Field Eryngo (Eryngium campestre) is an extremely rare plant, restricted to a handful of sites in the UK, but fairly common on the continent.
There is a plant at what is now Darenth Country Park which I knew and photographed in flower back in the early '80s. In those days it was under a Hawthorn (I think) bush, in moderate-length grass at the foot of a modest chalk slope.
Today I went out with Mervyn Brown, a champion of the plant here (who is another old wildlife friend I hadn't seen for many years, but who recently made a welcome but thoroughly unexpected appearance at my front door on the strength of seeing something I'd posted on the net ....) to help measure the number of growths and leaf area, and cut back some of the surrounding scrub.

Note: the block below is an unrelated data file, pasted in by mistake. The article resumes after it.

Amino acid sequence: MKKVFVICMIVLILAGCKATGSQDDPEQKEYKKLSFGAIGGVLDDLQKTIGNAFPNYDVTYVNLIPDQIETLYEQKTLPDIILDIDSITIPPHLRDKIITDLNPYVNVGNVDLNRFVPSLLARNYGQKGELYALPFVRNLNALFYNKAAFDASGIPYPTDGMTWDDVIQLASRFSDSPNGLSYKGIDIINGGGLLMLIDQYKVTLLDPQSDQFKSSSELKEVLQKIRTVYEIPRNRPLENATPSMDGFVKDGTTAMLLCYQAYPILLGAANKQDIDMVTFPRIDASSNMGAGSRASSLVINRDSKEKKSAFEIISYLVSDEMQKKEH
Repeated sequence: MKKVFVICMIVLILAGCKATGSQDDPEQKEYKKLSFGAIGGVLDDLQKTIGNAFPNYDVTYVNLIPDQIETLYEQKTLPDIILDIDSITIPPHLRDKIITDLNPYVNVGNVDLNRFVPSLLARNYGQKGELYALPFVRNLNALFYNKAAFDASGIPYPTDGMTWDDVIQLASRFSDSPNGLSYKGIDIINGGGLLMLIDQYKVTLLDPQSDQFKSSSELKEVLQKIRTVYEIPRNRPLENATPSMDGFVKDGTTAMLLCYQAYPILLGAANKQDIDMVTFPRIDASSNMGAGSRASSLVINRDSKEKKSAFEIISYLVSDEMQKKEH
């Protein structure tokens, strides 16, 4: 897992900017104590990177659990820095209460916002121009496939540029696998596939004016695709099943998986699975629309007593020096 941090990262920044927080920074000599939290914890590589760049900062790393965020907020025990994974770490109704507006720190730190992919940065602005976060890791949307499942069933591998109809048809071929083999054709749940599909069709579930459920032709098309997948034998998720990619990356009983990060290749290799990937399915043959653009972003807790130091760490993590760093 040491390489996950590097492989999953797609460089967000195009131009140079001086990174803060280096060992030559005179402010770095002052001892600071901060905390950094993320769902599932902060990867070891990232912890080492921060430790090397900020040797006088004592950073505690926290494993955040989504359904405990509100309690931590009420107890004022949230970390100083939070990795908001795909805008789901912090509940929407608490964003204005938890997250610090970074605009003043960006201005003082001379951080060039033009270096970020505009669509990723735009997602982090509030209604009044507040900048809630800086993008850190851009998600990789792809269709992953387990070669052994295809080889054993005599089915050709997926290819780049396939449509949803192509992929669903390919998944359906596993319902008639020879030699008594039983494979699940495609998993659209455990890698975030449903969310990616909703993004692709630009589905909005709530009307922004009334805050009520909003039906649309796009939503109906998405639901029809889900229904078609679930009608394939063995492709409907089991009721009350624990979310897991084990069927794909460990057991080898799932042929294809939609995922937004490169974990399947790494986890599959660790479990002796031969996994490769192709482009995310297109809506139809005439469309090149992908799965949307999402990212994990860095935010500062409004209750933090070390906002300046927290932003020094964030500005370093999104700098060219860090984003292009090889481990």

Thirty years on, and the Eryngo clings to its precarious existence, but the whole site has been seriously degraded by excessive rabbit grazing, and only small leaves of the plant (growing up from the rootstock) were present, in an area of pretty bare soil. Mervyn later showed me some seed-raised specimens off this plant in his garden.
More on Eryngium campestre, including photographs , and notes from Mervyn on the state of the Darenth site and cultivation of the plant can be found here: